Is Collagen All It’s Thought To Be?


Collagen peptide supplements are all the rage right now.  One can go as far as to say it is the most recent fad.  People have been taking collagen supplements due to the claims of increasing skin elasticity, faster hair growth, increasing joint integrity and improved gut health.   Let’s look at the science behind collagen formation to see if supplementation is effective for you.

What is Collagen?

Collagen is the most abundant protein in the body.  These proteins are mostly found in skin, bone, cartilage and connective tissue in the body.  About 75% of your skin’s dry weight is collagen. Collagen is what helps give your skin elasticity.  It is also known as the scaffolding of the body.  It is not a complete protein because it does not contain any tryptophan.

There are 16 different types of collagen and within those 16 there are 4 with major types (I, II, III, IV).  They are all different things with our bodies.

Type I: accounts for 90% of our body’s collagen and creates structure to our skin, bones and tendons.

Type II: This type of collagen is more elastic in nature. This is used for parts that have to move more like your joints and cartilage.

Type III: Helps with the structure of your muscles, organs and arteries

Type IV: Is found within the layers of your skin.

What Happens When You Use Collagen Supplements?

This is where the discrepancy in the efficacy of collagen peptides come into play.  Once you consume the collagen peptides your stomach then breaks the collagen down into its small chain amino acid forms. Some professionals say that it is therefore not important to buy high priced collagen peptides because they are broken down into amino acids before they can be transported to your skin and joints.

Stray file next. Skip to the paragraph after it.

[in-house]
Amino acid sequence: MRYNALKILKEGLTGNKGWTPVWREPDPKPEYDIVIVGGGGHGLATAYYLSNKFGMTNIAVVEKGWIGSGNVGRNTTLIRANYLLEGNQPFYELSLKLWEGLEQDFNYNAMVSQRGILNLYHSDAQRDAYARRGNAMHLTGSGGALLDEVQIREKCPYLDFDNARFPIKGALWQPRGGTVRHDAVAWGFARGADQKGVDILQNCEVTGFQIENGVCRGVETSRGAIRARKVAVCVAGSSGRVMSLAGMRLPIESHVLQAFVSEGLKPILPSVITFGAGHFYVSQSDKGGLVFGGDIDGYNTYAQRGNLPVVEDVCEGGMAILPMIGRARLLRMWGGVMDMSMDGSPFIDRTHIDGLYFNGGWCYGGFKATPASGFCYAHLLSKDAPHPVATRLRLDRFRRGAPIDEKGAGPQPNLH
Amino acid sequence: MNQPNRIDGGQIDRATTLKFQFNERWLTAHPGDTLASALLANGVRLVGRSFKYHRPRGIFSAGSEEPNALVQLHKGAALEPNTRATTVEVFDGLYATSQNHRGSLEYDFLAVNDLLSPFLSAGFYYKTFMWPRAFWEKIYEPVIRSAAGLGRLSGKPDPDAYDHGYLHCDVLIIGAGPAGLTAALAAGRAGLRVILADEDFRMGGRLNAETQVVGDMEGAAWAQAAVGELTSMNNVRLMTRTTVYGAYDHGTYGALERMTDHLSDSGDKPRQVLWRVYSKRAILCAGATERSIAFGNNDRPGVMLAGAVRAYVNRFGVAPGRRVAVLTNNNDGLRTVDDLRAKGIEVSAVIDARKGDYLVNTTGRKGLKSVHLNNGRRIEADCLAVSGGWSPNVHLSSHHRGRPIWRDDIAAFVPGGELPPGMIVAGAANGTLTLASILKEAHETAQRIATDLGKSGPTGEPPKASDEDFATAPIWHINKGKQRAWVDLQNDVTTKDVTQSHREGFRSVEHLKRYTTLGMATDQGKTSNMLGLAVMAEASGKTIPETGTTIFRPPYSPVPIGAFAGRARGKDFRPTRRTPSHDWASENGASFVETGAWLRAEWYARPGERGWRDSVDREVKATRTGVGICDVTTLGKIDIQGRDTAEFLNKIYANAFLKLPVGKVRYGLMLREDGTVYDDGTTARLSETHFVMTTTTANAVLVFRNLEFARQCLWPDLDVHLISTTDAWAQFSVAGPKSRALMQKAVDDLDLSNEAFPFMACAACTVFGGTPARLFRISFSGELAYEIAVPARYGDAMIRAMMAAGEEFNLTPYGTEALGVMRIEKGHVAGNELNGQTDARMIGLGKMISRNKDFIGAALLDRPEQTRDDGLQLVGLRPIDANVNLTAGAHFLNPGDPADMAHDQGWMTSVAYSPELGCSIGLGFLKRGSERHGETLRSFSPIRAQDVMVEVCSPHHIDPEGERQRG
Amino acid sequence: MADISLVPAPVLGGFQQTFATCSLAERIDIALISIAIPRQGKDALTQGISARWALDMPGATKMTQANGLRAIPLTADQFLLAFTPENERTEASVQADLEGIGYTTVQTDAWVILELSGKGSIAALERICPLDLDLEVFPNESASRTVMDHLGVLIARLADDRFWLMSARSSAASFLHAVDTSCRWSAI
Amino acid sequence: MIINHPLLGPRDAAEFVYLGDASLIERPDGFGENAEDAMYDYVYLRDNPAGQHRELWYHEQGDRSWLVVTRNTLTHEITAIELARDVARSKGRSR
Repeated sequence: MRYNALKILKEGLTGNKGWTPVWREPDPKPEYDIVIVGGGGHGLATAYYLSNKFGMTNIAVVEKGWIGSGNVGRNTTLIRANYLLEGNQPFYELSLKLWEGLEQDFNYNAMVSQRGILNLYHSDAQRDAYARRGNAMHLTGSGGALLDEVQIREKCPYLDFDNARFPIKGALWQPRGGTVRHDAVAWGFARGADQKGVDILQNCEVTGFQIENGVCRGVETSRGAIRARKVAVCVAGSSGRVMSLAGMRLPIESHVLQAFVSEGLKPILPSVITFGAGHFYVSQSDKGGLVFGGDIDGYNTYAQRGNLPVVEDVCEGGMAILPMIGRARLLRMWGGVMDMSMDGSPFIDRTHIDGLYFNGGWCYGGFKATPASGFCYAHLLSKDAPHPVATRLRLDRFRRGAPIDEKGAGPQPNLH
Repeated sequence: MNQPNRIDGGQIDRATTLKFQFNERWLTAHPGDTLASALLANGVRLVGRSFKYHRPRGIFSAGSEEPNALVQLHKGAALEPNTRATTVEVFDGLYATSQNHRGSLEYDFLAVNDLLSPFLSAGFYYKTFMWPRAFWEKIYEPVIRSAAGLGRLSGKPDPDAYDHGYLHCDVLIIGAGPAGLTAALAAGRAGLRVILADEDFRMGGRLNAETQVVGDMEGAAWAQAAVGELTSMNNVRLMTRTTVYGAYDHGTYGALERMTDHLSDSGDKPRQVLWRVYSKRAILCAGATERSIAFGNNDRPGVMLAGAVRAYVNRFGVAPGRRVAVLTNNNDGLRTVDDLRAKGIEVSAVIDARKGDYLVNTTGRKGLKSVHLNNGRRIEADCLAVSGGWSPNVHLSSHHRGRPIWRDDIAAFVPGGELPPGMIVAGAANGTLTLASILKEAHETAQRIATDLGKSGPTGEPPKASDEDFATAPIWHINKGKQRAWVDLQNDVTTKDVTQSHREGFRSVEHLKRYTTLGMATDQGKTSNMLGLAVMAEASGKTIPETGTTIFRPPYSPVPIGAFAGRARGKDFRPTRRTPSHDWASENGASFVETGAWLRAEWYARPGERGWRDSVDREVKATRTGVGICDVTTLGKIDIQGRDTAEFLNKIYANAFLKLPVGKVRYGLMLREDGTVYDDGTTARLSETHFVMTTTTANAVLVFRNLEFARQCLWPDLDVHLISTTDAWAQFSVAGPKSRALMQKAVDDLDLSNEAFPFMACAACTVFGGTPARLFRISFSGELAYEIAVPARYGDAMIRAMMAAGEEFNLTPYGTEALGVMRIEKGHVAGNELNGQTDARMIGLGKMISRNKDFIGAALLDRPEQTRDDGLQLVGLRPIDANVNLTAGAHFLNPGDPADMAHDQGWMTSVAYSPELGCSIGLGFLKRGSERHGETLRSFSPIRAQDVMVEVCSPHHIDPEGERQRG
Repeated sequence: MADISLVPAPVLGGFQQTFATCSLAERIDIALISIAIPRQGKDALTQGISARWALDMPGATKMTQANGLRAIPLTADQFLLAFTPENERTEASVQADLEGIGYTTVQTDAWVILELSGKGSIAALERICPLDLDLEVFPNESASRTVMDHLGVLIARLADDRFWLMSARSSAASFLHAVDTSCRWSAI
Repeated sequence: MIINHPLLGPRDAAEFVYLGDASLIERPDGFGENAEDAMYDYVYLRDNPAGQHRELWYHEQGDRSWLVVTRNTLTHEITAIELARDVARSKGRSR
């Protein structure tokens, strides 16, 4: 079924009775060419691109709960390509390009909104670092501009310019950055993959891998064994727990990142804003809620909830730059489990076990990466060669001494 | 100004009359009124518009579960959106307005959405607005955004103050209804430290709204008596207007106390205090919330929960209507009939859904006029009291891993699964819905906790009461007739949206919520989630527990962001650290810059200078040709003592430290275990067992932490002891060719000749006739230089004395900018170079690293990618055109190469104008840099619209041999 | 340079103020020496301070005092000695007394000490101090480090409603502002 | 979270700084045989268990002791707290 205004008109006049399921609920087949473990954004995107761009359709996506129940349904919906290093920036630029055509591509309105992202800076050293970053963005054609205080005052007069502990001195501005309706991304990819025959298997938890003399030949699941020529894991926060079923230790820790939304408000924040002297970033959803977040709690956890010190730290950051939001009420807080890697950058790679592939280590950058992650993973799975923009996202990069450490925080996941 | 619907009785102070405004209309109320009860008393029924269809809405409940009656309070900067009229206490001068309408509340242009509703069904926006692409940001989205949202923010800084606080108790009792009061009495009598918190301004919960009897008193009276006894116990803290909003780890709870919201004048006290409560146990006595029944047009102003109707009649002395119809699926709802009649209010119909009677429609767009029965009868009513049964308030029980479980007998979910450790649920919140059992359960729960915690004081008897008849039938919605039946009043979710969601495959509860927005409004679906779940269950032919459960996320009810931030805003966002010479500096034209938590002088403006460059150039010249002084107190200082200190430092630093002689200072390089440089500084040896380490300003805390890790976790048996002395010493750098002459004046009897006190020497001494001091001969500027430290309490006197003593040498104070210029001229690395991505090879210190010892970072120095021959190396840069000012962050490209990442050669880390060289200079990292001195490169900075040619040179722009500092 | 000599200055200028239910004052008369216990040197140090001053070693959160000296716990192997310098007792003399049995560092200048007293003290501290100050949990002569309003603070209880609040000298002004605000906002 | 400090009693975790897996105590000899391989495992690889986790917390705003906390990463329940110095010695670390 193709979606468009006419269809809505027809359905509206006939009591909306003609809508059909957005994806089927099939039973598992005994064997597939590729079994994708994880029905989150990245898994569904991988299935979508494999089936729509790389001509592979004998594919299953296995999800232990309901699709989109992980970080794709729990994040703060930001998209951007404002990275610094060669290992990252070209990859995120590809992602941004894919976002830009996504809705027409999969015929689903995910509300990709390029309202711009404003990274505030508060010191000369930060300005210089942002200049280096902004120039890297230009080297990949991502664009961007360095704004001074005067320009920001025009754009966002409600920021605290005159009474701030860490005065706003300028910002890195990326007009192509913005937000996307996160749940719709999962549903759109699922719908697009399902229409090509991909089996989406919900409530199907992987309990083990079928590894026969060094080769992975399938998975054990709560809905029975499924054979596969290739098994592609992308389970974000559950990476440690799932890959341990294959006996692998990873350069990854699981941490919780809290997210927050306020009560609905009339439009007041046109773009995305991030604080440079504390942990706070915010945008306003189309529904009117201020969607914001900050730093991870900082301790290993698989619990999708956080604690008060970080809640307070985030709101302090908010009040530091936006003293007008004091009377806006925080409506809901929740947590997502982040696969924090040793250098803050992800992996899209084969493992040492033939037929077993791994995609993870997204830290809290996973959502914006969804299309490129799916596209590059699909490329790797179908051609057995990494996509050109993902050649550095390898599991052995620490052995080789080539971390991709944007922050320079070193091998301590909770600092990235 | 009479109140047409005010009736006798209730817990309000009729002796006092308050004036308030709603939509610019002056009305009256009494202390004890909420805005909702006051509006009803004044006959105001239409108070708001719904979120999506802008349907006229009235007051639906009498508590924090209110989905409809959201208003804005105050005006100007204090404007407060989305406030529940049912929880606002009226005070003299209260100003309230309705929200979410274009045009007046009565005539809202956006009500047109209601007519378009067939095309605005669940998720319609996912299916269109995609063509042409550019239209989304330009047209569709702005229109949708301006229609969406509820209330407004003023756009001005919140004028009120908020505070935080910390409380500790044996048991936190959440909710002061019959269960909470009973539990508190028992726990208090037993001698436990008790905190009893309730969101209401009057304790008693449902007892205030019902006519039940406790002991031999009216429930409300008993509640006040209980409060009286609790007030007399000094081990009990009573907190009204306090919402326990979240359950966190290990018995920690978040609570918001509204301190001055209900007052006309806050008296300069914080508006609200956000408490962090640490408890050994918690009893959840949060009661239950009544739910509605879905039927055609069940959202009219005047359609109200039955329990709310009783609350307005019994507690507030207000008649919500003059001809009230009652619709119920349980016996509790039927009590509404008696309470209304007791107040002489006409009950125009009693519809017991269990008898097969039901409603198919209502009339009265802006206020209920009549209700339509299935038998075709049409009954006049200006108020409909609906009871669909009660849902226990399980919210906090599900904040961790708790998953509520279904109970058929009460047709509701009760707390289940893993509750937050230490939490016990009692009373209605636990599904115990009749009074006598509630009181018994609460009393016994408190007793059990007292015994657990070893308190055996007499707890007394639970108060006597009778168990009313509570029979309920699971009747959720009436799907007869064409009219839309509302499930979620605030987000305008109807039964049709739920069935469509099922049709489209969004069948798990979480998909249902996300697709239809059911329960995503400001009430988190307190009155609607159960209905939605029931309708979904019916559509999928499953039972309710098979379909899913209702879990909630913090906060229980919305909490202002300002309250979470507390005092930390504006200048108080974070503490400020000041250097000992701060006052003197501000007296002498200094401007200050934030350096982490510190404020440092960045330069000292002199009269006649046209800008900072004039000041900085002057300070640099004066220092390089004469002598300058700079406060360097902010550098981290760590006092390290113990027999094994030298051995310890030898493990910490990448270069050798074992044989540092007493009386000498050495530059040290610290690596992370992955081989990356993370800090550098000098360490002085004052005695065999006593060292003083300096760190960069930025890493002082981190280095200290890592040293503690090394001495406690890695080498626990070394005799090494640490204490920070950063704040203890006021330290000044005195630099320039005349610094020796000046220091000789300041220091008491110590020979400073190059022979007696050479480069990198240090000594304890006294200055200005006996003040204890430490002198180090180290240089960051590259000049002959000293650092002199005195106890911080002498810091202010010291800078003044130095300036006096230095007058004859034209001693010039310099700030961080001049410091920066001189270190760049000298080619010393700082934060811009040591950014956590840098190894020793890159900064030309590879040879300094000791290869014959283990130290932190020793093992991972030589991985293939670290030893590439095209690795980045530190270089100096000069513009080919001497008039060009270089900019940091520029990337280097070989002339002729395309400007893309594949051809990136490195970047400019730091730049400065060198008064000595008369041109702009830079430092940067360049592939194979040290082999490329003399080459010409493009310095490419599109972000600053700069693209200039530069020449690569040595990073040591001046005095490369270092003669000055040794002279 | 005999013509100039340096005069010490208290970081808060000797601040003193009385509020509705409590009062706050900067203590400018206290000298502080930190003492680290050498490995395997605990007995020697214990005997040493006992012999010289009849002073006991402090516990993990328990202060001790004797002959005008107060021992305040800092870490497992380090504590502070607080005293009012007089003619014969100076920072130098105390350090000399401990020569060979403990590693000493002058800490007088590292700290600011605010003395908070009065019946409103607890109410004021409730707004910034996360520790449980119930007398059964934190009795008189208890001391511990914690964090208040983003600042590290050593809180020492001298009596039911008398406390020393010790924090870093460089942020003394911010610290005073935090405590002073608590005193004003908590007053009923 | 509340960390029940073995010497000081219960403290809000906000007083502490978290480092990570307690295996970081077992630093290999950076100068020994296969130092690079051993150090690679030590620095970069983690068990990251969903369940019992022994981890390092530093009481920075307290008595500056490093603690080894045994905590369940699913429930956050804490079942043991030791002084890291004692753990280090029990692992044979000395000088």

Another thing to consider is the protein structure of collagen.  The majority of collagen is made up of the amino acids proline and glycine.  Which means in order for your body to make collagen on its own it needs enough proline and glycine in your diet to provide the building blocks.  It is also reasonable to say that if your diet is deficient in proline or glycine then you will have less ability to formulate collagen on your own. Some professionals agree that if you eat collagen peptides as a supplement in your diet then you have the proteins that are needed to build collagen after digestion.

There is no proof that the collagen you eat goes straight to your joints or wrinkles either. If your diet is lacking in basic protein then the expensive collagen peptides you are eating will go towards other bodily processes instead of forming collagen.  Therefore, if your overall diet is lacking in basic protein needs then collagen will not have the desired effect on your body.

Foods With Collagen:

  • Bone Broth
  • Eggs
  • Animal products with tendon or cartilage

Foods That Aide in Collagen Formation:

  • Vit C: citrus, red peppers, leafy greens
  • Zinc: pumpkin seeds, oysters
  • Sulfur: garlic

Recommended Brands:

LiveWell Collagen Peptides

Sports Research Collagen Peptides

Vital Proteins Collagen Peptides


All in all, taking a collagen powder supplement is not harmful.  If your diet is lacking in adequate protein on a daily basis then the collagen powder may not be helping you in the way you hoped it would.  Many people have claimed that taking collagen on a daily basis has helped them with their joints, skin and hair.  If you have been thinking about trying collagen then go ahead and try it to see if this is effective for you.

One Comment

  1. Kenneth T. says:

    Good golly, I hope it is; my wife uses enough of it.


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